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Don't get confused.....


If you have made your mind up to start using a digital camera, or perhaps upgrading from an existing one, then you can be forgiven for being confused.

 There are thousands of digital cameras available and they all display a confusing array of specifications. 

Choosing a Digital Camera

By Dr. Mark Clayson 

And digital photography was supposed to make photography easy, wasn't it?

Luckily, many of the functions that digital cameras have are common to all so it is often down to personal choice as to which one is for you. How do you plan to use your camera? When? How much can you afford to spend?

Don't worry about terminology

The easiest mistake to make is to go for the greatest megapixels when choosing a camera. But this won't get you the best camera or the best shots. Then there is the zoom of the lens to think about - optical or digital? And what type of memory cards are used? SLR, prosumer or compact? It can be very confusing.

Decide what you want from a camera

Think what you are expecting from a digital camera? Will you be using it for family and travel type shots or will you be delving into more complex areas such as nature. Sports, portrait or landscape photography? Buying a digital camera won't make you a superstar photographer or get you noticed by the rich and famous but it can simplify your photography and make you think about what you are doing a bit more. To be a top class photographer takes years of experience.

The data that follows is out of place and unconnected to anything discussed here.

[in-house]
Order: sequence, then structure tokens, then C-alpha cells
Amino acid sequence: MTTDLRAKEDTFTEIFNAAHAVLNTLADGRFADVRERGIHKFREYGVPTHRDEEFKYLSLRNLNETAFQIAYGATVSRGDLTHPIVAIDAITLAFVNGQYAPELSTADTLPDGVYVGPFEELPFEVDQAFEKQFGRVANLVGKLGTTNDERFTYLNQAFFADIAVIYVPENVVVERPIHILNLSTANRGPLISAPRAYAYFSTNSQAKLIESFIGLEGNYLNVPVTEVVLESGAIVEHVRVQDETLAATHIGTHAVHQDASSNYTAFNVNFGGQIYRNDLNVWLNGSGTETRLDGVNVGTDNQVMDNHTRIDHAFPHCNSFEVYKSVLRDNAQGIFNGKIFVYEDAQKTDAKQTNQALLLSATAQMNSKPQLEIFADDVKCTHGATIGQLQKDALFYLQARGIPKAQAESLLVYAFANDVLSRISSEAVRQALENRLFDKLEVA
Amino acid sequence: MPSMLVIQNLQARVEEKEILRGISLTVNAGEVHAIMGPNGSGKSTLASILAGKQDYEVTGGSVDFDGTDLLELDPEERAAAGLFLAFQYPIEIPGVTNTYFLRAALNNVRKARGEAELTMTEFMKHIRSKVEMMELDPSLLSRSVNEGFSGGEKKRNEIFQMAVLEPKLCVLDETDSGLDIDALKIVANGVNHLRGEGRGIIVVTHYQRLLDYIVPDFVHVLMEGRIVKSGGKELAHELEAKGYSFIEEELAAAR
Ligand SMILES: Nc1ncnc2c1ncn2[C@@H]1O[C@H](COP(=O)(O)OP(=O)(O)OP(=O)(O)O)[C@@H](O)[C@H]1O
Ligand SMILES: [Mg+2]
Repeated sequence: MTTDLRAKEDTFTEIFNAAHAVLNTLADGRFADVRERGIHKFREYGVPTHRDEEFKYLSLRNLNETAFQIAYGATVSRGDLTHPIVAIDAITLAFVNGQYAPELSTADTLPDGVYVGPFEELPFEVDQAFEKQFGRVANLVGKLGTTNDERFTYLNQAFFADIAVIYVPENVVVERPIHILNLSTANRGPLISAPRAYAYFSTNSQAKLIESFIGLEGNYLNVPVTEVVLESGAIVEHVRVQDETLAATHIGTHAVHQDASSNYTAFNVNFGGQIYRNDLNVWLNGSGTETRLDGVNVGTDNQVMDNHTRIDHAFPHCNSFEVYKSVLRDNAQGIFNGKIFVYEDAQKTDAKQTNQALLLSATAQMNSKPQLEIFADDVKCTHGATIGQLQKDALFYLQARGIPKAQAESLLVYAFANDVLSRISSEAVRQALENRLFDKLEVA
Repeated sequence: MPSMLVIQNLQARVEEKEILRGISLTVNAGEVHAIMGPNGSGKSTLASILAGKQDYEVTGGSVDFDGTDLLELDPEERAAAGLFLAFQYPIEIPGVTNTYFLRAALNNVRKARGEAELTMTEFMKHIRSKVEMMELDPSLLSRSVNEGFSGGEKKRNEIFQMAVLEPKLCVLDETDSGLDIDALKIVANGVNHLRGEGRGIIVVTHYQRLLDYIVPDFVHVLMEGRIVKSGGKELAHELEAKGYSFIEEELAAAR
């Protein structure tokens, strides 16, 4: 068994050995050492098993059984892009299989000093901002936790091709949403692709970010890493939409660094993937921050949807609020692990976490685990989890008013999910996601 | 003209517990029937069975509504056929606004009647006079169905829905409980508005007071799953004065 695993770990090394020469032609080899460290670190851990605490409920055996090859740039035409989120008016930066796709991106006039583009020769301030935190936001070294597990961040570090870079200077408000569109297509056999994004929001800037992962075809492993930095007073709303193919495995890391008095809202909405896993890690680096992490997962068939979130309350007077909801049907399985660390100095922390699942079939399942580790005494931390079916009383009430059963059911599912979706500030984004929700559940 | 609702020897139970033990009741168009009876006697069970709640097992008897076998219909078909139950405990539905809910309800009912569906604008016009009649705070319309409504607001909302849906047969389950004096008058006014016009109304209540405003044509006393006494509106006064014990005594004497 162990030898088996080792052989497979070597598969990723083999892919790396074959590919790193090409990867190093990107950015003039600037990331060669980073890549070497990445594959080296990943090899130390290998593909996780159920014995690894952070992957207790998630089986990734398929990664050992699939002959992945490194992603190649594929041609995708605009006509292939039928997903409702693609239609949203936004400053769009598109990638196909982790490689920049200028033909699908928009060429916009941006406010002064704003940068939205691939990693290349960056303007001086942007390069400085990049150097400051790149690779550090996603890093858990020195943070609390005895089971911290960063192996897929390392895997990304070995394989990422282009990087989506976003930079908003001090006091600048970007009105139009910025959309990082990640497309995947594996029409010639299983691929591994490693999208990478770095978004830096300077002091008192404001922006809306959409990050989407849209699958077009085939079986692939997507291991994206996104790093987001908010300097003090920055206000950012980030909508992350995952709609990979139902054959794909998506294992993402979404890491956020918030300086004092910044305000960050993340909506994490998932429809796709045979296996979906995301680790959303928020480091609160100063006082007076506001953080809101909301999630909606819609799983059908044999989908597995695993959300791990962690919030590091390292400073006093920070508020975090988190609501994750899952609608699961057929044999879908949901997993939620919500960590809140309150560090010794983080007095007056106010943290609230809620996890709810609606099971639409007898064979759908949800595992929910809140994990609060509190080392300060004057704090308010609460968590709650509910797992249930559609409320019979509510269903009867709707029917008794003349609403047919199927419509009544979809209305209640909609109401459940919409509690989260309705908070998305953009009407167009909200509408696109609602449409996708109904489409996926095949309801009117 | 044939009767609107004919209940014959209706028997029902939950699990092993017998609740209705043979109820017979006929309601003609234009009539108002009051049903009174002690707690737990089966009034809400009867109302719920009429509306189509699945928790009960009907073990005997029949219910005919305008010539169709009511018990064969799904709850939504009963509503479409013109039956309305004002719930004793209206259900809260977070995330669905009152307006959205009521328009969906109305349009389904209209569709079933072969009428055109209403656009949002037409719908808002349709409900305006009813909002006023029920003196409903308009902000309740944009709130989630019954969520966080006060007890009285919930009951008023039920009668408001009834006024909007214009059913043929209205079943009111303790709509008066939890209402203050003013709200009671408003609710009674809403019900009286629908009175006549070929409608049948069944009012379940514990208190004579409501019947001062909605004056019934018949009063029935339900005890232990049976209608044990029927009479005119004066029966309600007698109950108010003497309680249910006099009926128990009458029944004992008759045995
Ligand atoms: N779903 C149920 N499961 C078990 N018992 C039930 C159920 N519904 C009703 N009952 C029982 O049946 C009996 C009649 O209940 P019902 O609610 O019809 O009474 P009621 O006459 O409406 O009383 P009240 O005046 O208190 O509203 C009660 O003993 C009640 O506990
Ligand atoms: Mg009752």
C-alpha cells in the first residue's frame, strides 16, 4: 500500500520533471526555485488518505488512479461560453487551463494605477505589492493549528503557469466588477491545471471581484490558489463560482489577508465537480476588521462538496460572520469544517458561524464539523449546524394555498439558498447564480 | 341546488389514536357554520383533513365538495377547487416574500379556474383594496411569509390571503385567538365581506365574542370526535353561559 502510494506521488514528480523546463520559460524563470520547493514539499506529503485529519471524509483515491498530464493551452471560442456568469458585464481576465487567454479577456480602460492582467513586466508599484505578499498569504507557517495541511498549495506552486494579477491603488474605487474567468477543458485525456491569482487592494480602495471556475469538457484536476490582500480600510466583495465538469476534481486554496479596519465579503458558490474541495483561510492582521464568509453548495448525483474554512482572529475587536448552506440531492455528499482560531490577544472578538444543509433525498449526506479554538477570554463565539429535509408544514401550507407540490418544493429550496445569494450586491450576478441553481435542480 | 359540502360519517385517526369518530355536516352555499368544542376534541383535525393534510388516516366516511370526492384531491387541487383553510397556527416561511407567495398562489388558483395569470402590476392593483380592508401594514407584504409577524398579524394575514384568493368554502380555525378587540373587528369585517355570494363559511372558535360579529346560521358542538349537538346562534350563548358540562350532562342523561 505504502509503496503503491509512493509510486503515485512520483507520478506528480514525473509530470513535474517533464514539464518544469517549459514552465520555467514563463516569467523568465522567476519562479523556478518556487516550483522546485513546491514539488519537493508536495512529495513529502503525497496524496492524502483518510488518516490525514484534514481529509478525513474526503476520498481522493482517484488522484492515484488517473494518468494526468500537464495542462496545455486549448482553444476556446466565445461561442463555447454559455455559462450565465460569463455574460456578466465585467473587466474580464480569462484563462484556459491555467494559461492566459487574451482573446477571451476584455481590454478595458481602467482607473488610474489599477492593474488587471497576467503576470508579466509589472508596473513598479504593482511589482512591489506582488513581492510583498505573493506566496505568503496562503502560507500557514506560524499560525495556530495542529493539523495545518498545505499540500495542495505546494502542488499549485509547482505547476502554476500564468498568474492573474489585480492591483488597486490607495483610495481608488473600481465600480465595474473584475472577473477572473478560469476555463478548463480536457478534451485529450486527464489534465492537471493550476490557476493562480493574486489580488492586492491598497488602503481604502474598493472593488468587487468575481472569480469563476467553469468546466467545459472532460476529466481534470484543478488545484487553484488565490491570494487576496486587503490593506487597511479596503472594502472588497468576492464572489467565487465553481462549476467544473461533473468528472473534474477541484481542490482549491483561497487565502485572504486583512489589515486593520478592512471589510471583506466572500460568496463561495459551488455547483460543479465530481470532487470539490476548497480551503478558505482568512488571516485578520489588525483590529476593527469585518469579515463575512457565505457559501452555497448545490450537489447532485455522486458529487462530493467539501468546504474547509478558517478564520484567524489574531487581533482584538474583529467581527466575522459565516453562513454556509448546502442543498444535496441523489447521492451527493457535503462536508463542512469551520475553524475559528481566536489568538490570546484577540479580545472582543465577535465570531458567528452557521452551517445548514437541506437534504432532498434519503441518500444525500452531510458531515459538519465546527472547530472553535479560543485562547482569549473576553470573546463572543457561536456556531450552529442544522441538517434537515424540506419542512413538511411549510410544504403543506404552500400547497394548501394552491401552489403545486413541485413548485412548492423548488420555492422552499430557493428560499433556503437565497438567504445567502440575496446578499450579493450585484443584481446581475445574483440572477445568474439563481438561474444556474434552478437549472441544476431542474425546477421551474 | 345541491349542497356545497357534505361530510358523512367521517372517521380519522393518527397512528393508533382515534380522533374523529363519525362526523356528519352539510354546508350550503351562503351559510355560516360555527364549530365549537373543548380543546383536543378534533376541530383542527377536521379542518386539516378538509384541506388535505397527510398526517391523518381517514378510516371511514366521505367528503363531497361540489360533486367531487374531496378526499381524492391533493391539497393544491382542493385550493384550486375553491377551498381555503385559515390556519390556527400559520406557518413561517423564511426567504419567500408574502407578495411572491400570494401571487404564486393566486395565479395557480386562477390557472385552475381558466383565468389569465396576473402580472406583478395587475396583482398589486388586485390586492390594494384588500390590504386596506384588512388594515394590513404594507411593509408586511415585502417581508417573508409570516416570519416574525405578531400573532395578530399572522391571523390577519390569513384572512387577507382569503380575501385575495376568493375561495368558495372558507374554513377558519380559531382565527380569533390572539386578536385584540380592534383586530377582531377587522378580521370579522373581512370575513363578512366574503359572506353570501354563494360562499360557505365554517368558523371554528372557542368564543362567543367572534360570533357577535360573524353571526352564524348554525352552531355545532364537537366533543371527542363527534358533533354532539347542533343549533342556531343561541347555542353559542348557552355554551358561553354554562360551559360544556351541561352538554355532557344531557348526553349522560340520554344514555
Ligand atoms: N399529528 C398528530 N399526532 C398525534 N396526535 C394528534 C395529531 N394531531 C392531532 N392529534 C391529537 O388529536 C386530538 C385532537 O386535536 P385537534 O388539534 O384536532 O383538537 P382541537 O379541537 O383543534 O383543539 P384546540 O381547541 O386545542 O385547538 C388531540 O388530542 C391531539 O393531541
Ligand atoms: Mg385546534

But, there have been remarkable advances in digital photography in recent years and the very least you can expect is an affordable camera that will produce images as good as you were used to on 35mm film. You will get a state of the art camera that will fulfil most of your expected requirements. 

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What is different about digital?

The big difference between digital and film cameras is the ability to see your shot on the inbuilt LCD screen either before you shoot or after (sometimes both). This can allow you to see any glaring mistakes, improve composition and retake shots that weren't up to scratch.

Cost is a big factor. Don't be put off by the cost of digital cameras in the stores. They may look expensive (although prices are coming down all the time) but you will save a fortune on processing. All images you make with your digital can be downloaded from your camera onto your computer and the memory card in the camera wiped clean ready to start again. No more buying film, no more developing and printing costs - unless you want to!

And a digital camera will allow you to view your images on your computer, on your TV or send then to friends and family around the world or even upload them to free websites and galleries. The limits are endless!